Feeds:
Posts
Comments

Posts Tagged ‘Debra Leigh Scott’

heart-and-music

Join two of Philadelphia’s favorite daughters, Jean Brooks and Debra Leigh Scott, for their new show, “Love Sucks. Let’s Sing!”, a cabaret song cycle about the beautiful, the poignant, the funny and the just plain awful aspects of love.

Jean Brooks (www.jeanbrooks.net), is a multi-faceted artist whose many talents have been seen in theatre, film, and television. “My favorite theater role was Vivian Bearing in “Wit”,” Jean says. “The complexity of the character and the honesty of the play made it a great challenge. I’d happily shave my head again if given an opportunity to reprise the role.” Her preferred acting medium, however, is film, where her favorite role was playing a drug dealer named Chico Slime! She had a small role as a ghost in “Sixth Sense”, with one of Philadelphia’s most famous filmmakers, M. Night Shyamalan. This was her first major motion picture and the experience helped her finally understand why movies cost so many millions to produce.

Jean started singing at the age of three when her mother stood her on a piano bench so the people could see her. So singing in a cabaret is rather a natural progression! She has performed as a cabaret artist over the years on a variety of stages, and considers the “here and now” to be the best. “I think it takes maturity and experience to sing cabaret. These songs have to have been lived. They can’t be just sung.”

In addition to her work in the arts, Jean has designed a program called Retire To Life®, aimed at helping Boomers rediscover lost passions in order to create vibrant and exciting lives in retirement. “I developed this workshop as the result of a conversation I had with a former college roommate who told me she was afraid to retire because she didn’t know what she was going to do with her time! I always knew I would go back into the arts fulltime, and wanted to be able to help others find an equally exciting path.”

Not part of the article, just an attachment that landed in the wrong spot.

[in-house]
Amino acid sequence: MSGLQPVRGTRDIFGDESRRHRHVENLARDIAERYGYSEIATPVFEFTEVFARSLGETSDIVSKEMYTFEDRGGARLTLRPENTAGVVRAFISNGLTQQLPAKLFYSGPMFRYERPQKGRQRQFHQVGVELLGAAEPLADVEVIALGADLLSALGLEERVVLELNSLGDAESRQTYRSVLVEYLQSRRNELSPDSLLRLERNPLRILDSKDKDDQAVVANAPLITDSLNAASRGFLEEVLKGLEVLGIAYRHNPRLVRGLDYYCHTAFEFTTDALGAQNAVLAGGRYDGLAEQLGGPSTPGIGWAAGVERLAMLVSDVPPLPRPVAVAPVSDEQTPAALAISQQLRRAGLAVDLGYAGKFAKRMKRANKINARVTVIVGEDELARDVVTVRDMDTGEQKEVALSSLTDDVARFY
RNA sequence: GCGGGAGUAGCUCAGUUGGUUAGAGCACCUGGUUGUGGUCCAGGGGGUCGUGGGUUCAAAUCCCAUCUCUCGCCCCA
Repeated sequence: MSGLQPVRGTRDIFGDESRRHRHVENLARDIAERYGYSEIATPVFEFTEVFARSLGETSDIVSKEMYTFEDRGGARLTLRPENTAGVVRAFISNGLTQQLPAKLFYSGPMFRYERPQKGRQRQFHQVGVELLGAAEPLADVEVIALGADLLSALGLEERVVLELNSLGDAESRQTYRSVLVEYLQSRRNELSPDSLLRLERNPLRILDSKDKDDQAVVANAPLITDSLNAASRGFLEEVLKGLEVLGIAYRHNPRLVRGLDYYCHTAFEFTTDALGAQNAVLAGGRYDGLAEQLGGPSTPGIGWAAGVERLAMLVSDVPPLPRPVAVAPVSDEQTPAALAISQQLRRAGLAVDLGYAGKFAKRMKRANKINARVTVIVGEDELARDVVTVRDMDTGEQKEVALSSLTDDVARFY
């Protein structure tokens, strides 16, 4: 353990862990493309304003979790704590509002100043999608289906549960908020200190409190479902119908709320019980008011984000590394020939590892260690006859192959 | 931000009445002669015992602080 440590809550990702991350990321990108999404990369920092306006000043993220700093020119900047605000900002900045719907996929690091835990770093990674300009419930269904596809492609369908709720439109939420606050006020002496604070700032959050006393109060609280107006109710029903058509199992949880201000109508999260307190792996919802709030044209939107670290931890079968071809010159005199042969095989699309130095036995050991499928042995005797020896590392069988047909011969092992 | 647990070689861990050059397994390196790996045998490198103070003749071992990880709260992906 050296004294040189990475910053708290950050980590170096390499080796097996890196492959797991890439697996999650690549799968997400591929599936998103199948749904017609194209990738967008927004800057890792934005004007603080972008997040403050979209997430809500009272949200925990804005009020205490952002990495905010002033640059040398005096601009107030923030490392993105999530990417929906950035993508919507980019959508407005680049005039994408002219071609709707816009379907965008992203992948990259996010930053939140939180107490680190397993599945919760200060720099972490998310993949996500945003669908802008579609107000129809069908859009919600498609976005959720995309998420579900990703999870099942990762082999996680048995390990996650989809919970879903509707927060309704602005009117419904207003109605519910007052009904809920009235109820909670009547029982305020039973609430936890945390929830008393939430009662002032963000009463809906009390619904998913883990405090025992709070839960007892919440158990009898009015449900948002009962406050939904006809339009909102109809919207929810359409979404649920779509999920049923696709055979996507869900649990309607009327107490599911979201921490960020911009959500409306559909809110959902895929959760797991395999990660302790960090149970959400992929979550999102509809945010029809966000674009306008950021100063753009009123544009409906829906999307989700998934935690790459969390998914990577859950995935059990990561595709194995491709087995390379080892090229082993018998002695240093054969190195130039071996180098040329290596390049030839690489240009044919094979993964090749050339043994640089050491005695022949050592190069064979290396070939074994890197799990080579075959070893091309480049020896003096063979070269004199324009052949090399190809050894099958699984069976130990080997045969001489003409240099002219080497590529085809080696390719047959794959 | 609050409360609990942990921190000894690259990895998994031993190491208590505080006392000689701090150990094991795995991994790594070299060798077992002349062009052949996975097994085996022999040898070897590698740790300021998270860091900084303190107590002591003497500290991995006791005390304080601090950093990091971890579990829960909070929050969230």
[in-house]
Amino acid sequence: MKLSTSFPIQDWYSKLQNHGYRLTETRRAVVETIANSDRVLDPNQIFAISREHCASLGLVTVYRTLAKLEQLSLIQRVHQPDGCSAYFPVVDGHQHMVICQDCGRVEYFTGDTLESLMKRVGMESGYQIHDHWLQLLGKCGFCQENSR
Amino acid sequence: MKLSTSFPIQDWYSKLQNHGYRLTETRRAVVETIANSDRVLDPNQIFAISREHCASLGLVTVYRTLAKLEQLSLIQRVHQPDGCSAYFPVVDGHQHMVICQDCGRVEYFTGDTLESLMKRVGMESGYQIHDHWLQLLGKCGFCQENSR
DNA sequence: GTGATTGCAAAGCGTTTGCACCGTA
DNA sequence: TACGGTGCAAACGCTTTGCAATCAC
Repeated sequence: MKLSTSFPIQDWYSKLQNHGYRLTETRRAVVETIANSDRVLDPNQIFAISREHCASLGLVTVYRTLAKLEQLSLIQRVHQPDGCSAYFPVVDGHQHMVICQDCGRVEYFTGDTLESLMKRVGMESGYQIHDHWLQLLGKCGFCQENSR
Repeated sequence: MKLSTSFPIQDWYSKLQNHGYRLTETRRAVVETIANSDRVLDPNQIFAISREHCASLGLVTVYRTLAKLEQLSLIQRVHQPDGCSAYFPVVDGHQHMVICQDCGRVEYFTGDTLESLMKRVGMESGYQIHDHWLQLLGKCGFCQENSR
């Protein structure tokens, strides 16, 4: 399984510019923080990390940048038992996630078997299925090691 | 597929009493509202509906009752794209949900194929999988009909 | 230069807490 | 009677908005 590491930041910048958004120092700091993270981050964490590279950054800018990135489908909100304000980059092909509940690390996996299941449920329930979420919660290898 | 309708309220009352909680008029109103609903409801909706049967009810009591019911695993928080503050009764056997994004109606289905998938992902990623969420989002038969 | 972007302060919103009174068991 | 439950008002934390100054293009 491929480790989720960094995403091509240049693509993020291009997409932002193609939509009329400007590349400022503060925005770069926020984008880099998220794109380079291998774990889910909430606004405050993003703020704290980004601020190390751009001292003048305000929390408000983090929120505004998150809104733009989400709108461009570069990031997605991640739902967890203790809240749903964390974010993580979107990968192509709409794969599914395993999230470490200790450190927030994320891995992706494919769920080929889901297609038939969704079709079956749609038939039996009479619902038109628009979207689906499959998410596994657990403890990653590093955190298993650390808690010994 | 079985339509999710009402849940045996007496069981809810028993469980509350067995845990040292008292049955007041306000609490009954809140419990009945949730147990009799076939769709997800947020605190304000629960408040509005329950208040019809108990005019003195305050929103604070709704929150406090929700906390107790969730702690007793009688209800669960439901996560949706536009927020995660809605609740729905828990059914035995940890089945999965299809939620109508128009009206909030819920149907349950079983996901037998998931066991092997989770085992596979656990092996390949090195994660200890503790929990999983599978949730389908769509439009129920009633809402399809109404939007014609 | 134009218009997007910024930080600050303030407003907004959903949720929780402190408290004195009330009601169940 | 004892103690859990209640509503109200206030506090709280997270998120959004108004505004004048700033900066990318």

Debra Leigh Scott (www.debraleighscott.com), is a writer, playwright, educator and documentary filmmaker who has recently returned to singing after years of art-making off-stage. Her short story collection, Other Likely Stories, was published by Sowilo Press in 2010. She has a few collections of short stories in progress as well as several novels in the works, including her first YA novel about her own Mayflower ancestor, Elizabeth Tilley. Her plays have been performed at The New Light Festival, the Shubin AprilFest, and the Philadelphia Fringe Festival. Her documentary, ‘Junct: The Trashing of Higher Ed. In America, is in post-production. Clips can be viewed at 2255films.com, and portions will be screened at this year’s Left Forum, on Saturday, May 21, at the John Jay College in NYC. “I’ve never stopped singing – but for years it’s been at home, behind closed doors. I have returned to singing publicly only in the last few years,” Debra Leigh said. “since performance and travel are difficult when raising a family.” Her family grown, she’s been able to turn her attention back to theatre, and to her own performance work. Before her marriage and family, she toured with Eastern Jam, a jazz/rock fusion band, as their lead singer. “Even after I had the freedom to do it again, I was a little fearful – it had been so long! It took a little bit of time, and the encouragement of good friends, for me to get back to a microphone. I had become used to being behind the scenes – to writing and directing.”